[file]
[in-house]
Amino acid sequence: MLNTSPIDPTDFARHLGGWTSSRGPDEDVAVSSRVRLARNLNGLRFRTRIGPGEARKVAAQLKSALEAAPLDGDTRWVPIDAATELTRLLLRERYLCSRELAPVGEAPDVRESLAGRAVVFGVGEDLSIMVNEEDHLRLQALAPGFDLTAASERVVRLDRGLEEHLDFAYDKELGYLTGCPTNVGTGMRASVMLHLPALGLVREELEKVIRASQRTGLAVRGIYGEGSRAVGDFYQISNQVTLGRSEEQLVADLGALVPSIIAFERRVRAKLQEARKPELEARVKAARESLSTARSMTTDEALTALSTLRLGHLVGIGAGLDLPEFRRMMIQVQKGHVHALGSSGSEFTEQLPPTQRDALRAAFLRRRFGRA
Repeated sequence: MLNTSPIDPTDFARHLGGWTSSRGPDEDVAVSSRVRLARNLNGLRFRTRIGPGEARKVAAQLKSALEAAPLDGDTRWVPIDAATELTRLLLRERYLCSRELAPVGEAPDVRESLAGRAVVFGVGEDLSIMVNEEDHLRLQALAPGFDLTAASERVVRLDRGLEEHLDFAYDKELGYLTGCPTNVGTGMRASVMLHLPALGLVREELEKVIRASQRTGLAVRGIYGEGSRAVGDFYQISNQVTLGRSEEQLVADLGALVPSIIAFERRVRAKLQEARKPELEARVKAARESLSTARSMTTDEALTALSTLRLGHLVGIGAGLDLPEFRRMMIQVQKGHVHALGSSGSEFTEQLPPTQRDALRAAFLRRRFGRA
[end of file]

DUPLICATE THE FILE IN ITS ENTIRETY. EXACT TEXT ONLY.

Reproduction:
[in-house]
Amino acid sequence: MLNTSPIDPTDFARHLGGWTSSRGPDEDVAVSSRVRLARNLNGLRFRTRIGPGEARKVAAQLKSALEAAPLDGDTRWVPIDAATELTRLLLRERYLCSRELAPVGEAPDVRESLAGRAVVFGVGEDLSIMVNEEDHLRLQALAPGFDLTAASERVVRLDRGLEEHLDFAYDKELGYLTGCPTNVGTGMRASVMLHLPALGLVREELEKVIRASQRTGLAVRGIYGEGSRAVGDFYQISNQVTLGRSEEQLVADLGALVPSIIAFERRVRAKLQEARKPELEARVKAARESLSTARSMTTDEALTALSTLRLGHLVGIGAGLDLPEFRRMMIQVQKGHVHALGSSGSEFTEQLPPTQRDALRAAFLRRRFGRA
Repeated sequence: MLNTSPIDPTDFARHLGGWTSSRGPDEDVAVSSRVRLARNLNGLRFRTRIGPGEARKVAAQLKSALEAAPLDGDTRWVPIDAATELTRLLLRERYLCSRELAPVGEAPDVRESLAGRAVVFGVGEDLSIMVNEEDHLRLQALAPGFDLTAASERVVRLDRGLEEHLDFAYDKELGYLTGCPTNVGTGMRASVMLHLPALGLVREELEKVIRASQRTGLAVRGIYGEGSRAVGDFYQISNQVTLGRSEEQLVADLGALVPSIIAFERRVRAKLQEARKPELEARVKAARESLSTARSMTTDEALTALSTLRLGHLVGIGAGLDLPEFRRMMIQVQKGHVHALGSSGSEFTEQLPPTQRDALRAAFLRRRFGRA